NOTE from Lucks: We use local ingredients in all our pies: Wisconsin butter, cheese, bacon, apples and flour. It makes a huge difference!
Step 1, crust: Whisk flour and salt together. Using a pastry cutter or fork, cut the shortening and butter into the flour until the mixture resembles pea-sized pieces. Fold cold water into mixture 2 T at a time. Lightly press the mixture into a ball with your hands. Chill dough in the fridge while you make the filling.
Step 2, make filling: Mix peeled and sliced apples, sugar, flour, cinnamon and salt all in one bowl. Toss until the apples are coated. Set aside.
Step 3, make topping: In a bowl, mix together flour, sugar and cheese. Add chopped bacon. Add butter pieces. With your hands, press and mix the ingredients together until mixture is in pea sized pieces. Set aside.
Step 4, assemble: On a floured surface, roll the dough out to fit a 10 or 11" pie pan. Put the crust into the pan. Crimp edge of pie dough around the pie pan. Pour apple mixture into the pan. Place pie pan on top of a foil covered cookie sheet. Bake for 30 minutes. Remove pie from oven and sprinkle crumble over the top of the pie. Return pie to oven and lower heat to 375 degrees. Bake for another 30-40 minutes or until filling is bubbling. Allow pie to cool for four hours before serving. (P.S. This is really good with Purple Door's bacon ice cream or whiskey vanilla ice cream!)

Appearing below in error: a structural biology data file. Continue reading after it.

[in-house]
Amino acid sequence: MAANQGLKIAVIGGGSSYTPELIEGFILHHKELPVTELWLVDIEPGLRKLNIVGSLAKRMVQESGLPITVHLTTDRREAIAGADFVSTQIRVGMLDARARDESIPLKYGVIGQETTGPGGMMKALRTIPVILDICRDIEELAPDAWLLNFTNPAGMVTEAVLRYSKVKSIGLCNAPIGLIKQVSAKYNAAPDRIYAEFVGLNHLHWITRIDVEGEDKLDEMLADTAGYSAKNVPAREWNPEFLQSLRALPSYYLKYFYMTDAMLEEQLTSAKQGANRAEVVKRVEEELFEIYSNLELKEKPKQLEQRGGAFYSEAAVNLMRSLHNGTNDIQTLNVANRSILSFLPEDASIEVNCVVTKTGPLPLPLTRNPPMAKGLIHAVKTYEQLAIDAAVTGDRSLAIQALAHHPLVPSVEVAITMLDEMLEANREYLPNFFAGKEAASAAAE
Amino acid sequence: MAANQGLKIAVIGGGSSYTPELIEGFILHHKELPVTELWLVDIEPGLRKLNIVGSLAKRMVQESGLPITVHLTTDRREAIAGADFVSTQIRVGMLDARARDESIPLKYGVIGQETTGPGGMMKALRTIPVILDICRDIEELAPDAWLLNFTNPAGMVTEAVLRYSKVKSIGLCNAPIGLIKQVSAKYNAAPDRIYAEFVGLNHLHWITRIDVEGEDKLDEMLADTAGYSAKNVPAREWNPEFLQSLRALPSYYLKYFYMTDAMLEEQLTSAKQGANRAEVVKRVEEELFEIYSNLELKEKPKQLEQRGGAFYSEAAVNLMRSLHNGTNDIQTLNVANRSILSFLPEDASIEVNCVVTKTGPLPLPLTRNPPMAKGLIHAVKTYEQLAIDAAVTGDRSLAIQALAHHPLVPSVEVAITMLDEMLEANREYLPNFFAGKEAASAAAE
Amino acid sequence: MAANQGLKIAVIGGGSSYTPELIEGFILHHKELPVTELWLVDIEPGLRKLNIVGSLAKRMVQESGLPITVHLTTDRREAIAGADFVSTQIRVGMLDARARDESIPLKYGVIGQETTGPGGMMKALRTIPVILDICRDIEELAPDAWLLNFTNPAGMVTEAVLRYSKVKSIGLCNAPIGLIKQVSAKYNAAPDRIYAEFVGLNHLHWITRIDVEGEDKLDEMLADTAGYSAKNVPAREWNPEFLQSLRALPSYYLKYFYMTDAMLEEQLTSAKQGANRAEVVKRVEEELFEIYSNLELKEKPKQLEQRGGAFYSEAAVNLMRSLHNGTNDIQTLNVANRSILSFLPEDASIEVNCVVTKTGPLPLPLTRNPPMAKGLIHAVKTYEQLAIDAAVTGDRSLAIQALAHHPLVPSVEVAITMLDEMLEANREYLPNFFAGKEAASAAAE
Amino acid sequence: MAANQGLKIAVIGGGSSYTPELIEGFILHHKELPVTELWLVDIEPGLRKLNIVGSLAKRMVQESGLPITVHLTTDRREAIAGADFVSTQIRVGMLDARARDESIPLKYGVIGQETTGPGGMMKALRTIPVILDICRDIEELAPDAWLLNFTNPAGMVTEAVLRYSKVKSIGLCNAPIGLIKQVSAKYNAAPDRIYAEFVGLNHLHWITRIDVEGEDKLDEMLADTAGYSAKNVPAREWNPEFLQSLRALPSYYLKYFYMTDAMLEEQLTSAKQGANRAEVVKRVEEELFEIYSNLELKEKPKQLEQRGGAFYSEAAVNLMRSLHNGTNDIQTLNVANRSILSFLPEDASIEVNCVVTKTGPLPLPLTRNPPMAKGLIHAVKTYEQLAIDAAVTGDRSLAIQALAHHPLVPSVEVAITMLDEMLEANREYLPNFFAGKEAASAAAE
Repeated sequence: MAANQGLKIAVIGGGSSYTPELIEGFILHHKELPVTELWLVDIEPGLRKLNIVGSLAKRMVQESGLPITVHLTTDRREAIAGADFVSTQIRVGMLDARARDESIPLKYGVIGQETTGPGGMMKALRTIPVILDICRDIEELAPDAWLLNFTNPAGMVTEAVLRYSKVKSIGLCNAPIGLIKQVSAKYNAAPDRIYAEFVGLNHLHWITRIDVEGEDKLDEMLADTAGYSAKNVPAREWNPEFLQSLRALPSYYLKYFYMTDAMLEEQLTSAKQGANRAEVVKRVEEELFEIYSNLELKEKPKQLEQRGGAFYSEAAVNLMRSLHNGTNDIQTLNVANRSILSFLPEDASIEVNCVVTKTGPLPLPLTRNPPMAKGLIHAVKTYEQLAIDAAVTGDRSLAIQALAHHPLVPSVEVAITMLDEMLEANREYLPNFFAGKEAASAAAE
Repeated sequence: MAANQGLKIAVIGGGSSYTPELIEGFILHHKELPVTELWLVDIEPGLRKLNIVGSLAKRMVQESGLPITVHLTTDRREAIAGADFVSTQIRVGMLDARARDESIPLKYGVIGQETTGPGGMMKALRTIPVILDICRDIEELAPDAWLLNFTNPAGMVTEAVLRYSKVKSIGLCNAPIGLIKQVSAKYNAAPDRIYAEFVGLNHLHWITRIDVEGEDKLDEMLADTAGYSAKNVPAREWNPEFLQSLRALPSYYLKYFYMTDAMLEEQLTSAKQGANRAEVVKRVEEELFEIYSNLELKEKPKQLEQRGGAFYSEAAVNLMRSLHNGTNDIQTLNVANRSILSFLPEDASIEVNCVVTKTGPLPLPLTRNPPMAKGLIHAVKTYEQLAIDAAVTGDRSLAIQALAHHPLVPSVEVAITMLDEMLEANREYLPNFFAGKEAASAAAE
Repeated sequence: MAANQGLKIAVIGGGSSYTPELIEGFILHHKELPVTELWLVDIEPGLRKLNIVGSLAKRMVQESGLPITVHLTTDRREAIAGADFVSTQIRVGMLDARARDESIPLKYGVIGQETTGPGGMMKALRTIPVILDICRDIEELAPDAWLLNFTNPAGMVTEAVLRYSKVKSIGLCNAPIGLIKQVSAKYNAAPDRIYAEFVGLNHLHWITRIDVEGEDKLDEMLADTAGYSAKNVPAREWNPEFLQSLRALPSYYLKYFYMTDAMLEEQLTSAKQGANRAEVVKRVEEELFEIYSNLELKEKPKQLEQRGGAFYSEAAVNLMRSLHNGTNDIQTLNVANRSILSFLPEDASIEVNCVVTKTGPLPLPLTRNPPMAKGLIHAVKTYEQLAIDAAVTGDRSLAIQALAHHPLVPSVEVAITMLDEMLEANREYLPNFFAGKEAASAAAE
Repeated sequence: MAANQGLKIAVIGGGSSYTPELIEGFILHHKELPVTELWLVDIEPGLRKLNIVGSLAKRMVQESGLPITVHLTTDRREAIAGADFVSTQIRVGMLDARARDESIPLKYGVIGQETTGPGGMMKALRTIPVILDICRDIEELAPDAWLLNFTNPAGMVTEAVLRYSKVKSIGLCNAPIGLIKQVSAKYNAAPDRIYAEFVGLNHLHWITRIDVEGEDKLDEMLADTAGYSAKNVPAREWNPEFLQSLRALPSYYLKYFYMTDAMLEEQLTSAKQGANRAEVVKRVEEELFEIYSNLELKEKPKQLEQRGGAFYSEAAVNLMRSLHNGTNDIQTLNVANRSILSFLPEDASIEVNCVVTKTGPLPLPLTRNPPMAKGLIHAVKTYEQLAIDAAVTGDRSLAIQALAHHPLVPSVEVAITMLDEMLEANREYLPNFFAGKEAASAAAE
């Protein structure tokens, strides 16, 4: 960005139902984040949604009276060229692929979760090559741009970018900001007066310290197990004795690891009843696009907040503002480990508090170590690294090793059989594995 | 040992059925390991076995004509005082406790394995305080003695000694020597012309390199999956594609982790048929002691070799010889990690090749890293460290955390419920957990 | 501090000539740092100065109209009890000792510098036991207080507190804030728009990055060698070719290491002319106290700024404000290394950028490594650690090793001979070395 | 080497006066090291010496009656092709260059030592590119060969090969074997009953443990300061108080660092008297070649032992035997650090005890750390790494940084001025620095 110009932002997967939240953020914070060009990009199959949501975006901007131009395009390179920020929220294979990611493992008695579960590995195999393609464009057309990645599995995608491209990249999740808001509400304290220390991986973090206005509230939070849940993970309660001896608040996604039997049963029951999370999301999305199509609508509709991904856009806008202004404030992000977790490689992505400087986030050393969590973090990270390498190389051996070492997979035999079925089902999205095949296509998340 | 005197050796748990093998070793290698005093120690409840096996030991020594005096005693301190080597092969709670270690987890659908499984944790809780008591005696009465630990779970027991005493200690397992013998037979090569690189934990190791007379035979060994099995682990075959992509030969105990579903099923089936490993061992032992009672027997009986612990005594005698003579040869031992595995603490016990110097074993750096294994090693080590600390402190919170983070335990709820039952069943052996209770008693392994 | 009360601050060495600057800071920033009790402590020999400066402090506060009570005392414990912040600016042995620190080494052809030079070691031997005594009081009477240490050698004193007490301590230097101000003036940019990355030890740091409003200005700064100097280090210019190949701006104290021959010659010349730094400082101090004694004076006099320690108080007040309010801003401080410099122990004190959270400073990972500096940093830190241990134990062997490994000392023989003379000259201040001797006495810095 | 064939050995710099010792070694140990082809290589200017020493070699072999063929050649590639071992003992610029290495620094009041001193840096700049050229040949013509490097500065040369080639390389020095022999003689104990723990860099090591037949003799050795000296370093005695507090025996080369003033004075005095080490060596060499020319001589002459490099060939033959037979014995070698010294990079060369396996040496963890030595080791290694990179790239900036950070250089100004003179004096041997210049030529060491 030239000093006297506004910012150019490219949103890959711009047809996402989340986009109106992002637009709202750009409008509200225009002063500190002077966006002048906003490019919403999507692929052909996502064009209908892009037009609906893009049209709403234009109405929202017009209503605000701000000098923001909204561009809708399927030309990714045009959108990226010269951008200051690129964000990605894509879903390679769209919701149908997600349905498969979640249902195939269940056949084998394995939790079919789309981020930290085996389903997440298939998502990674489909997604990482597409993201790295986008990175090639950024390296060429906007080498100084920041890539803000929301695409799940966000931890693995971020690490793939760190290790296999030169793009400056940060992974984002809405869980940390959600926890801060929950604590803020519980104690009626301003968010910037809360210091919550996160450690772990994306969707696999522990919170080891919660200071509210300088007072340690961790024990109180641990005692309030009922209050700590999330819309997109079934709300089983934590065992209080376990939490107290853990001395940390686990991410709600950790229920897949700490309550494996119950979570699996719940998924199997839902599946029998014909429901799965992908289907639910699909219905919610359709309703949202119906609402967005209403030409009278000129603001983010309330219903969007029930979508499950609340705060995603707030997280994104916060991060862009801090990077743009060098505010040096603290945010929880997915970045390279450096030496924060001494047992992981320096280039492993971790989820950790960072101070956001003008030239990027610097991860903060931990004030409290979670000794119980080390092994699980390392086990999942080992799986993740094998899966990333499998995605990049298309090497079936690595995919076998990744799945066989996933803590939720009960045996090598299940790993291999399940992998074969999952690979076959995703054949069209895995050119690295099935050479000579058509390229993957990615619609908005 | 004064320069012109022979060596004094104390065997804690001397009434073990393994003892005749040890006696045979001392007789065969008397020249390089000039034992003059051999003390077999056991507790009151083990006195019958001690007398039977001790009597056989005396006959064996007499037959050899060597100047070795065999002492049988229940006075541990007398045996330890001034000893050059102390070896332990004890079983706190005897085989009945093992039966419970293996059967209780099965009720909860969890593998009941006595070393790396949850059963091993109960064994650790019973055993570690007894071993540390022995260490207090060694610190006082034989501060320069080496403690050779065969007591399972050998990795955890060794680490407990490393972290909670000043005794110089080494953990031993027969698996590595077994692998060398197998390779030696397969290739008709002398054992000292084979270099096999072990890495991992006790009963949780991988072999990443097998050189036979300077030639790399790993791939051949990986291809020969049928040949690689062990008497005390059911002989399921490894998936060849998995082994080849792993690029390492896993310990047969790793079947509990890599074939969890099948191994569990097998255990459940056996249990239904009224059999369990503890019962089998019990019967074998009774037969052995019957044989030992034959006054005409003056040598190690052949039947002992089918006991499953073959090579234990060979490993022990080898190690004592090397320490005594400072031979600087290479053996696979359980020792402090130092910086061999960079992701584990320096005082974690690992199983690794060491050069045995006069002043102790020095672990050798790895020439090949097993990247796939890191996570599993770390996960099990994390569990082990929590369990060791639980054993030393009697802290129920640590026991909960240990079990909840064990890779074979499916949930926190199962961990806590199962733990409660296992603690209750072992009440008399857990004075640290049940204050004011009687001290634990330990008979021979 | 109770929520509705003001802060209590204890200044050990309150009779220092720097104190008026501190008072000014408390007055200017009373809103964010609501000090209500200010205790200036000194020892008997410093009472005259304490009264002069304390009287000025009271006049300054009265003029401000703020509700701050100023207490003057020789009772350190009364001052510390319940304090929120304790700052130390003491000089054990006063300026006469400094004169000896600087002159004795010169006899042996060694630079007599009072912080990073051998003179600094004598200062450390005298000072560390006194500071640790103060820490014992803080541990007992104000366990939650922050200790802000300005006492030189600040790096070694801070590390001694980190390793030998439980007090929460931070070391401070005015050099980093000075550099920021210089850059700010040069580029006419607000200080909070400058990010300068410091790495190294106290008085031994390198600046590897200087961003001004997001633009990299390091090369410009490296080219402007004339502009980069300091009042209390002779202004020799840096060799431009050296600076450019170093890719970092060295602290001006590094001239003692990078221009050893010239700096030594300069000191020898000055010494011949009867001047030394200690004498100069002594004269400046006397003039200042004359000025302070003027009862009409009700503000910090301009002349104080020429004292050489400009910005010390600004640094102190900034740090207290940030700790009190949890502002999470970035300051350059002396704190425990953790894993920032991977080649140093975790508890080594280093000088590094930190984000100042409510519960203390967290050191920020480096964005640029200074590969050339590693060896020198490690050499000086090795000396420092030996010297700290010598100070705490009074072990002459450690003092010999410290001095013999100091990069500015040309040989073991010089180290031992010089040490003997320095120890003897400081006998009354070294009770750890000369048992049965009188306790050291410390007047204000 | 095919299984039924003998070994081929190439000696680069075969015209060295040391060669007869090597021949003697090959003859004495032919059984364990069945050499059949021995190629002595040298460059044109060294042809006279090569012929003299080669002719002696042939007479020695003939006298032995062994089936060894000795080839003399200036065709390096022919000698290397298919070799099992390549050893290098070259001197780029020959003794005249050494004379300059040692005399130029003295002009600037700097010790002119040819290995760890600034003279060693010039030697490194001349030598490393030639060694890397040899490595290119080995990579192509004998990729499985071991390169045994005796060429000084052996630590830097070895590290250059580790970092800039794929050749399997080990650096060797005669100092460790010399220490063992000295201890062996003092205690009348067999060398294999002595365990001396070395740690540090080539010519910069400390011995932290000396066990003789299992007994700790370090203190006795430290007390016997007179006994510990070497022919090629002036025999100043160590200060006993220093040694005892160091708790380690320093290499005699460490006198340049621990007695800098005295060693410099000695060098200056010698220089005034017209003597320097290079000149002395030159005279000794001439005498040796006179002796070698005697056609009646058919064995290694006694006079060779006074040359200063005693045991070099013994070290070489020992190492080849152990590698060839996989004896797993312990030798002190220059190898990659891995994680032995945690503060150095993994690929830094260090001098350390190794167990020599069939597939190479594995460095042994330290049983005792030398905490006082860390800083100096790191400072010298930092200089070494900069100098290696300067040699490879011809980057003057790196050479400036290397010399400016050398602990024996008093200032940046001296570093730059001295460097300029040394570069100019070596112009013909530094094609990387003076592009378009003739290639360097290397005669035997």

Remove the pit of all the dates with needle nose pliers. Stuff loosely with the shredded gouda. Cut the bacon in half. Wrap each stuffed date with a piece bacon and secure by skewer with a toothpick. Bake at 350 for 15-20 minutes, until bacon is crispy and the cheese is melted.
In a large hot saute pan, add cream and bring to a boil for one minute. Add cheese and stir until melted. Add noodles and butter. Mix well and season with salt and pepper to taste. For fancy mac, pour the mixture into an oven proof dish and put more shredded cheese on top and some bread crumbs on top. Broil until golden about five minutes. You can also add other cheeses to change it up! Just replace 1/2 the shredded cheddar with you favorite creamy-type cheese. Just do not skimp on the American cheese though. It's the secret to creamy mac and cheese.